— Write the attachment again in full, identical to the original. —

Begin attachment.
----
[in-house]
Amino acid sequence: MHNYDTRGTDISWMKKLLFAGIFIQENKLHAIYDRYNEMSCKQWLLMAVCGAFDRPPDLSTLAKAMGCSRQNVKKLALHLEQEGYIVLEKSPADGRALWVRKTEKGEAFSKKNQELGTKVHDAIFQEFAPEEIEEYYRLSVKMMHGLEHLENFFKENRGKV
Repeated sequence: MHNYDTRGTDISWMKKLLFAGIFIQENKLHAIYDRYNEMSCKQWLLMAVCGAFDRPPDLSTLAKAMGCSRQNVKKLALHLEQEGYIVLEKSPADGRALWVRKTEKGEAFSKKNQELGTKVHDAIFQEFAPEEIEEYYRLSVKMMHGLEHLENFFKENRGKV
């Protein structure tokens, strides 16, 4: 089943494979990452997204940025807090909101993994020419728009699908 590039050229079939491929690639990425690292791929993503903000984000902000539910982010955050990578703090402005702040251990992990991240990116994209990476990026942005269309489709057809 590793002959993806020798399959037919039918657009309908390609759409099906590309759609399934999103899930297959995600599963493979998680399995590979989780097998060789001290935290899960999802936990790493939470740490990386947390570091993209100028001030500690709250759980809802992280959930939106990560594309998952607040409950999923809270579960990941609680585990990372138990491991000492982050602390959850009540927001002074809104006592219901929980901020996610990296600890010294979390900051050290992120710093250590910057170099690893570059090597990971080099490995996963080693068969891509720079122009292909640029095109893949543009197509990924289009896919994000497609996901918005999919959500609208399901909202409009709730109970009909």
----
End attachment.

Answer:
[in-house]
Amino acid sequence: MHNYDTRGTDISWMKKLLFAGIFIQENKLHAIYDRYNEMSCKQWLLMAVCGAFDRPPDLSTLAKAMGCSRQNVKKLALHLEQEGYIVLEKSPADGRALWVRKTEKGEAFSKKNQELGTKVHDAIFQEFAPEEIEEYYRLSVKMMHGLEHLENFFKENRGKV
Repeated sequence: MHNYDTRGTDISWMKKLLFAGIFIQENKLHAIYDRYNEMSCKQWLLMAVCGAFDRPPDLSTLAKAMGCSRQNVKKLALHLEQEGYIVLEKSPADGRALWVRKTEKGEAFSKKNQELGTKVHDAIFQEFAPEEIEEYYRLSVKMMHGLEHLENFFKENRGKV
């Protein structure tokens, strides 16, 4: 089943494979990452997204940025807090909101993994020419728009699908 590039050229079939491929690639990425690292791929993503903000984000902000539910982010955050990578703090402005702040251990992990991240990116994209990476990026942005269309489709057809 590793002959993806020798399959037919039918657009309908390609759409099906590309759609399934999103899930297959995600599963493979998680399995590979989780097998060789001290935290899960999802936990790493939470740490990386947390570091993209100028001030500690709250759980809802992280959930939106990560594309998952607040409950999923809270579960990941609680585990990372138990491991000492982050602390959850009540927001002074809104006592219901929980901020996610990296600890010294979390900051050290992120710093250590910057170099690893570059090597990971080099490995996963080693068969891509720079122009292909640029095109893949543009197509990924289009896919994000497609996901918005999919959500609208399901909202409009709730109970009909």